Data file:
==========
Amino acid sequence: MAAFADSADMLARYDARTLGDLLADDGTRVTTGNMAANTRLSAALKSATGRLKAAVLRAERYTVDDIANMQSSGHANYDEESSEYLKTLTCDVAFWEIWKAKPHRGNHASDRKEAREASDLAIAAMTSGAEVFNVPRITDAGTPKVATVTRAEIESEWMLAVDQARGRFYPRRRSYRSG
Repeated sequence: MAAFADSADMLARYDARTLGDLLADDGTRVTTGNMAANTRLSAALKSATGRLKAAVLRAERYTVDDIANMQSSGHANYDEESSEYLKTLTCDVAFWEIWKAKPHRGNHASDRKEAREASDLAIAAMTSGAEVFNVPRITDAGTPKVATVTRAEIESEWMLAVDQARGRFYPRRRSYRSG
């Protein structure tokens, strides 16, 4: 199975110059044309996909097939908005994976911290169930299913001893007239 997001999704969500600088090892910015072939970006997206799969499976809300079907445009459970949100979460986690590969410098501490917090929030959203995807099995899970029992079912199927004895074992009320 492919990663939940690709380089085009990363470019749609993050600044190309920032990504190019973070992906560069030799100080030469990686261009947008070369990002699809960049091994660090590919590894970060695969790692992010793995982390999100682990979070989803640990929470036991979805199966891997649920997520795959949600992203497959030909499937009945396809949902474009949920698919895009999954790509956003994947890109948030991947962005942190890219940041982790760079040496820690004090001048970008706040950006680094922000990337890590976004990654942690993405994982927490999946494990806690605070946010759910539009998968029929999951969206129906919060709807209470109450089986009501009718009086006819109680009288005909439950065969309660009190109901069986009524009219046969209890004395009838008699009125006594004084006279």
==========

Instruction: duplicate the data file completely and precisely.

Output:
Amino acid sequence: MAAFADSADMLARYDARTLGDLLADDGTRVTTGNMAANTRLSAALKSATGRLKAAVLRAERYTVDDIANMQSSGHANYDEESSEYLKTLTCDVAFWEIWKAKPHRGNHASDRKEAREASDLAIAAMTSGAEVFNVPRITDAGTPKVATVTRAEIESEWMLAVDQARGRFYPRRRSYRSG
Repeated sequence: MAAFADSADMLARYDARTLGDLLADDGTRVTTGNMAANTRLSAALKSATGRLKAAVLRAERYTVDDIANMQSSGHANYDEESSEYLKTLTCDVAFWEIWKAKPHRGNHASDRKEAREASDLAIAAMTSGAEVFNVPRITDAGTPKVATVTRAEIESEWMLAVDQARGRFYPRRRSYRSG
């Protein structure tokens, strides 16, 4: 199975110059044309996909097939908005994976911290169930299913001893007239 997001999704969500600088090892910015072939970006997206799969499976809300079907445009459970949100979460986690590969410098501490917090929030959203995807099995899970029992079912199927004895074992009320 492919990663939940690709380089085009990363470019749609993050600044190309920032990504190019973070992906560069030799100080030469990686261009947008070369990002699809960049091994660090590919590894970060695969790692992010793995982390999100682990979070989803640990929470036991979805199966891997649920997520795959949600992203497959030909499937009945396809949902474009949920698919895009999954790509956003994947890109948030991947962005942190890219940041982790760079040496820690004090001048970008706040950006680094922000990337890590976004990654942690993405994982927490999946494990806690605070946010759910539009998968029929999951969206129906919060709807209470109450089986009501009718009086006819109680009288005909439950065969309660009190109901069986009524009219046969209890004395009838008699009125006594004084006279």